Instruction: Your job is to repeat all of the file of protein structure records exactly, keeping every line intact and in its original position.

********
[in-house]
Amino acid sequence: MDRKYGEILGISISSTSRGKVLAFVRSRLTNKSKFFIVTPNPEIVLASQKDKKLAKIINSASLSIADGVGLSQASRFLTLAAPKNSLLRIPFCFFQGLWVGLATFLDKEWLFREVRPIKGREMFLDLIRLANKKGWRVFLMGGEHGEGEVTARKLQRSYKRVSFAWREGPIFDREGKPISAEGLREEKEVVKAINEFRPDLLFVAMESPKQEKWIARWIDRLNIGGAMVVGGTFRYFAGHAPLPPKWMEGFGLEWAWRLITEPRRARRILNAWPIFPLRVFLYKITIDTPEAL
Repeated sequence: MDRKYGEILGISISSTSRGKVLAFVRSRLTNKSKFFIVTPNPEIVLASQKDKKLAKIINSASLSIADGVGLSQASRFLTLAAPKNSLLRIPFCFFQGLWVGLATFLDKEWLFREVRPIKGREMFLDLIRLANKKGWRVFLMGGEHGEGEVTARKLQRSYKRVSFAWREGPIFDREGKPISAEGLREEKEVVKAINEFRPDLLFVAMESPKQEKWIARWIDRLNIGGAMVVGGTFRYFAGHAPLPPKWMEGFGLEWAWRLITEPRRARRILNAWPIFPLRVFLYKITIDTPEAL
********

[in-house]
Amino acid sequence: MDRKYGEILGISISSTSRGKVLAFVRSRLTNKSKFFIVTPNPEIVLASQKDKKLAKIINSASLSIADGVGLSQASRFLTLAAPKNSLLRIPFCFFQGLWVGLATFLDKEWLFREVRPIKGREMFLDLIRLANKKGWRVFLMGGEHGEGEVTARKLQRSYKRVSFAWREGPIFDREGKPISAEGLREEKEVVKAINEFRPDLLFVAMESPKQEKWIARWIDRLNIGGAMVVGGTFRYFAGHAPLPPKWMEGFGLEWAWRLITEPRRARRILNAWPIFPLRVFLYKITIDTPEAL
Repeated sequence: MDRKYGEILGISISSTSRGKVLAFVRSRLTNKSKFFIVTPNPEIVLASQKDKKLAKIINSASLSIADGVGLSQASRFLTLAAPKNSLLRIPFCFFQGLWVGLATFLDKEWLFREVRPIKGREMFLDLIRLANKKGWRVFLMGGEHGEGEVTARKLQRSYKRVSFAWREGPIFDREGKPISAEGLREEKEVVKAINEFRPDLLFVAMESPKQEKWIARWIDRLNIGGAMVVGGTFRYFAGHAPLPPKWMEGFGLEWAWRLITEPRRARRILNAWPIFPLRVFLYKITIDTPEAL